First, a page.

By all accounts, Smile Train, which is dedicated to treating children suffering from cleft lips and palates, is a very honorable and well-run charity. It seems to me, however, that this organization could be even more successful if they took a different approach to their advertising.
For the past year or two, it has been rare to pick up a magazine without seeing a Smile Train ad with one or more heartbreaking–and painfully graphic–photos of third world children afflicted with cleft lips or palates. From a purely marketing standpoint, I think there are two problems with this approach. First, the photos are, quite frankly, very difficult to look at. In fact, I suspect that many readers quickly turn the page to avoid confronting them. Second, if you do look at the photos, the children’s conditions are so severe that it makes you wonder if anything can be done to meaningfully improve things.
In my view, Smile Train should use the tried-and-true “before and after” approach to show prospective donors just what an impact their contributions can have. I say this not just based on intuition; rather, it’s based on a conversation I had with an executive with Children’s Miracle Network when I was VP of Marketing for CMN sponsor Dial Corp in the early 1990s. At the time, CMN was raising almost twice as much money from its annual telethon as was being raised by the better-known Jerry Lewis Labor Day Telethon. The organizers of CMN firmly believed that a big reason for their superior fund-raising record was the fact that while Jerry Lewis’s approach was to generate sympathy by parading his sick kids in front the the cameras, CMN chose to showcase “success stories.” These stories generally took the form of videos that started by showing a child just after he or she was stricken with a devastating and seemingly hopeless illness or accident and ended by showing the same child in a much-improved and often completely healthy state following treatment at a CMN-affiliated hospital.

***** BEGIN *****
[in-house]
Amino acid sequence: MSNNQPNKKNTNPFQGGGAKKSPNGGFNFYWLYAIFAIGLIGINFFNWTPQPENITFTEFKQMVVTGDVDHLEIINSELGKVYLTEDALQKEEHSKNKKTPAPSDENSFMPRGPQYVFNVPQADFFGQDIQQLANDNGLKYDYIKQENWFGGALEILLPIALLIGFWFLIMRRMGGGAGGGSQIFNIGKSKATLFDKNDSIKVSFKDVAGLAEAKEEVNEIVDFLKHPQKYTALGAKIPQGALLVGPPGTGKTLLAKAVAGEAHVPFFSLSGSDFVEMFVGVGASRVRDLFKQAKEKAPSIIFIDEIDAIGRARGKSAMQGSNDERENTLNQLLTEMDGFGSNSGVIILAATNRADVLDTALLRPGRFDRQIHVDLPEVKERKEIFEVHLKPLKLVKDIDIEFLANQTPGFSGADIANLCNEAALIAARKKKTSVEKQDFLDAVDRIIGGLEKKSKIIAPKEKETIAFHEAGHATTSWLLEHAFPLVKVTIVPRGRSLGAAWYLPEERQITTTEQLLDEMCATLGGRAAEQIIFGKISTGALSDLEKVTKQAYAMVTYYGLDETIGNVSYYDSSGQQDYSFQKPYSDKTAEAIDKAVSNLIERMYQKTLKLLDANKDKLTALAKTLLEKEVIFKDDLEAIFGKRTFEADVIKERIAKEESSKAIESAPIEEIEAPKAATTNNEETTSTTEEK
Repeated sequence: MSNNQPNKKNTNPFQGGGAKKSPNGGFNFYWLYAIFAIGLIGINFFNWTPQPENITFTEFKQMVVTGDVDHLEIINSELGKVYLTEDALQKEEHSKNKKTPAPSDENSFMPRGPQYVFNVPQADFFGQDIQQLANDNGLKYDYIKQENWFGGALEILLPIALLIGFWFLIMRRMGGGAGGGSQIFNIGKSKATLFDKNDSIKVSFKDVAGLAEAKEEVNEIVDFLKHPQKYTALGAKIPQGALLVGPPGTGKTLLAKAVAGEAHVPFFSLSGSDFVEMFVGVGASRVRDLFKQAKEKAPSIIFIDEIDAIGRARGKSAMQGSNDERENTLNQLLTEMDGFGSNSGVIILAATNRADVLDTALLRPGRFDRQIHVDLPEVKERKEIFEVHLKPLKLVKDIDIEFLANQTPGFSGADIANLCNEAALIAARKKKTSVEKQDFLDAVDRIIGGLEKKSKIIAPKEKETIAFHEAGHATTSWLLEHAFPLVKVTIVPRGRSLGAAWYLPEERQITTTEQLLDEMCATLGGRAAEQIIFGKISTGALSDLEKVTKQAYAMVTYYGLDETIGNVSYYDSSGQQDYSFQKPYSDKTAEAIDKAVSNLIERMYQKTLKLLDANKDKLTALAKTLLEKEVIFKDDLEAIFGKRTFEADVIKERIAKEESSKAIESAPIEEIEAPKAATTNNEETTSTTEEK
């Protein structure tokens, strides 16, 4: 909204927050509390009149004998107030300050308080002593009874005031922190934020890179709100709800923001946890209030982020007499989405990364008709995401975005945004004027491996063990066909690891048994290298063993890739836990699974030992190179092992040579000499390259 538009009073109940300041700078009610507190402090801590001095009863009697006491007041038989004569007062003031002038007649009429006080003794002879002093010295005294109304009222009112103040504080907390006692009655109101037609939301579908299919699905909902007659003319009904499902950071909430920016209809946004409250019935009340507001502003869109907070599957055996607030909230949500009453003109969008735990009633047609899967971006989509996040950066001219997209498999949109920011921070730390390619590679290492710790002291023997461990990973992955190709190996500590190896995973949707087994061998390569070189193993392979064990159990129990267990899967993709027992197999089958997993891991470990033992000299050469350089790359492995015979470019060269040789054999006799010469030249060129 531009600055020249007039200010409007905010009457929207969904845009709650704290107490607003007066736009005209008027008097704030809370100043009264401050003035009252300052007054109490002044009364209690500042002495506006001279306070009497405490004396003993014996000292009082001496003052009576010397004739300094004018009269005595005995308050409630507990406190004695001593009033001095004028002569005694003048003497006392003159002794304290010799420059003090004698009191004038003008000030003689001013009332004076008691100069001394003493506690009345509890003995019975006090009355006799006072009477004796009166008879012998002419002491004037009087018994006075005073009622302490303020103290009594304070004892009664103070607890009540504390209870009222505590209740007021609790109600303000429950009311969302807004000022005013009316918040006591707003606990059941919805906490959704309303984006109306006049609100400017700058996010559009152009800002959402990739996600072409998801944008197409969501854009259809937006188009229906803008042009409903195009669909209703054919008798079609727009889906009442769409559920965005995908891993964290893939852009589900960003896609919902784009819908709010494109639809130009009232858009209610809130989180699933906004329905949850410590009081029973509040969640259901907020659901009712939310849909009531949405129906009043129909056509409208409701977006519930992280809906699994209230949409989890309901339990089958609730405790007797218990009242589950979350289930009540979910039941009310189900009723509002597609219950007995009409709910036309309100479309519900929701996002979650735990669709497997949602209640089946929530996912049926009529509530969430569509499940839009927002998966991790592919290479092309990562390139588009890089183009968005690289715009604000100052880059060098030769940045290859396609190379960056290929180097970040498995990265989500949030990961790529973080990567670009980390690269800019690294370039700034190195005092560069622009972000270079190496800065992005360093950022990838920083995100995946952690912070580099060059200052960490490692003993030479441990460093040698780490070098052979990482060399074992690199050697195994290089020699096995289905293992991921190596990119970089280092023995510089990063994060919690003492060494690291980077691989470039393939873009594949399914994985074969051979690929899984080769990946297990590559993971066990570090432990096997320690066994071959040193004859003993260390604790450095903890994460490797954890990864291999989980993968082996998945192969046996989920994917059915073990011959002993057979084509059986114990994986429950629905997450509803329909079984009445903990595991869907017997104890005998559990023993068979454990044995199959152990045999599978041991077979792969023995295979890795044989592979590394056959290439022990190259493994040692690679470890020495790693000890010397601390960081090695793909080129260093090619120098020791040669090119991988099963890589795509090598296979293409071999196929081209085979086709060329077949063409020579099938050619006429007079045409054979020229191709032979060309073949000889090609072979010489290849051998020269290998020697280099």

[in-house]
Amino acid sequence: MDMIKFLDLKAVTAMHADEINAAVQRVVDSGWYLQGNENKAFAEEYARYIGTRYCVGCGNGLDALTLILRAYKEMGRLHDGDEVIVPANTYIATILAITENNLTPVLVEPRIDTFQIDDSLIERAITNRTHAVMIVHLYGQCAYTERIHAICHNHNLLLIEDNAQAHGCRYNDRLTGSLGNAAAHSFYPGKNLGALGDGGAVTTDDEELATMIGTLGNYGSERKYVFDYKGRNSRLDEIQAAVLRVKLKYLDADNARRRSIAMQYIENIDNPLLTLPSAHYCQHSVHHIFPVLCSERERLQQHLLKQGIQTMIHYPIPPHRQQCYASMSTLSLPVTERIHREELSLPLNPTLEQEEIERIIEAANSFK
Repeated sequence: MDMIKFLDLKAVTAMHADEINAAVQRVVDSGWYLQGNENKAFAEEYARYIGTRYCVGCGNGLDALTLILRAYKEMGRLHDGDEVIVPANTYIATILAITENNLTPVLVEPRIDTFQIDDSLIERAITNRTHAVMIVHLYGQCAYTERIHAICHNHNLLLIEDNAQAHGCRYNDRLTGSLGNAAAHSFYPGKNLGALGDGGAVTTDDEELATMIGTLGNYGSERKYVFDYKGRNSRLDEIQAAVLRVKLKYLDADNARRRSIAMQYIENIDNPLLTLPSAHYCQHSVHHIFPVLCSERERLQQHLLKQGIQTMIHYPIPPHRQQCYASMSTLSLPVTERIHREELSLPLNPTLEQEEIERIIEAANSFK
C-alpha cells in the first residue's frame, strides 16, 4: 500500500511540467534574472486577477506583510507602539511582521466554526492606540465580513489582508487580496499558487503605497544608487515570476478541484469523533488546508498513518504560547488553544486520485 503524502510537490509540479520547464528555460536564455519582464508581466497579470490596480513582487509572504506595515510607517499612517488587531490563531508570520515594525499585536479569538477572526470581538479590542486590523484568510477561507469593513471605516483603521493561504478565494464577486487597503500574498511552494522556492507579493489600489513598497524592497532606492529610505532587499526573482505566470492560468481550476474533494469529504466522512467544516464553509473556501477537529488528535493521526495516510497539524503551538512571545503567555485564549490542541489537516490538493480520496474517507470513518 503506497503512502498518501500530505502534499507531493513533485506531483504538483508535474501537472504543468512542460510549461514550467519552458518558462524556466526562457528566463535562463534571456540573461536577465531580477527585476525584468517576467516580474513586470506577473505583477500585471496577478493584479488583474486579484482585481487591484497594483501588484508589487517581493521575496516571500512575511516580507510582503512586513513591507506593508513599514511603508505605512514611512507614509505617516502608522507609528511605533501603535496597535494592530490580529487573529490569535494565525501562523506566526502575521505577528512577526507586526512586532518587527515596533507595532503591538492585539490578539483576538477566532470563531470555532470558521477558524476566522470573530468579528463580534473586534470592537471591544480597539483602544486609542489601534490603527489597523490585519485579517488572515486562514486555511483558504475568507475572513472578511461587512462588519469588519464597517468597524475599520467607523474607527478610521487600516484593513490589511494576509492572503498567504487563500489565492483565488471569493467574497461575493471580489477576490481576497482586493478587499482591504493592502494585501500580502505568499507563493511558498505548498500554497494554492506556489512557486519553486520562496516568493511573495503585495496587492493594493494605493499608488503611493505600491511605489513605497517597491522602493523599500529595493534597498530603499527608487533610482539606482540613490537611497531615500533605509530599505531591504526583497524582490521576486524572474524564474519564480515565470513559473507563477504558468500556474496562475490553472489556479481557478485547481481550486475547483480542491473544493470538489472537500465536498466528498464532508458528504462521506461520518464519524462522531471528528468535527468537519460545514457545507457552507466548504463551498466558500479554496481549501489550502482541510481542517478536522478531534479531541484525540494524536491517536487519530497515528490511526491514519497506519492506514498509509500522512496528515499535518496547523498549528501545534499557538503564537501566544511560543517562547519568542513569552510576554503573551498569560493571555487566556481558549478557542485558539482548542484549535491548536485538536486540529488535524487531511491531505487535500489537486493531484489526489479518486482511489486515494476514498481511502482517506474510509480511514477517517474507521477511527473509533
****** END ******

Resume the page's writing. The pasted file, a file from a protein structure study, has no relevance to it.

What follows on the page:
In other words, if you want someone to donate to your cause–or buy your product or service–don’t just show the problem; show the solution as well. That’s a rule that makes sense for any marketer, and that I don’t know why it wouldn’t make sense for Smile Train as well.
In fact, when your name is Smile Train, doesn’t it make sense to have your ads show a smiling passenger?